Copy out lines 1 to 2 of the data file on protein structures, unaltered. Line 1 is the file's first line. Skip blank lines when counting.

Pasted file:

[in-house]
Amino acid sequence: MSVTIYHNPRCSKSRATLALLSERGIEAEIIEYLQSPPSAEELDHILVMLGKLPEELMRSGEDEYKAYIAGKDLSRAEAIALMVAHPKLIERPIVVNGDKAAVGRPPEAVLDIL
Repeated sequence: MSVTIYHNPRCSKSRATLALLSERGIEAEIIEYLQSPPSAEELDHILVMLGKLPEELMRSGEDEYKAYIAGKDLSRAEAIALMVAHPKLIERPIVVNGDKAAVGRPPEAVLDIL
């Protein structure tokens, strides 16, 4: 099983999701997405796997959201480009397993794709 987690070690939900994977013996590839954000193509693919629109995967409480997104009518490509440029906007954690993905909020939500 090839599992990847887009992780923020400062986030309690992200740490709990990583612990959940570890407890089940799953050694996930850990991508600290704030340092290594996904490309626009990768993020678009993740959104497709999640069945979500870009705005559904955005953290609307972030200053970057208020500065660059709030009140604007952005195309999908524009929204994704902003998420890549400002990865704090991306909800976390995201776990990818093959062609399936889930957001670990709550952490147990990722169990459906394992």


[in-house]
Amino acid sequence: MSVTIYHNPRCSKSRATLALLSERGIEAEIIEYLQSPPSAEELDHILVMLGKLPEELMRSGEDEYKAYIAGKDLSRAEAIALMVAHPKLIERPIVVNGDKAAVGRPPEAVLDIL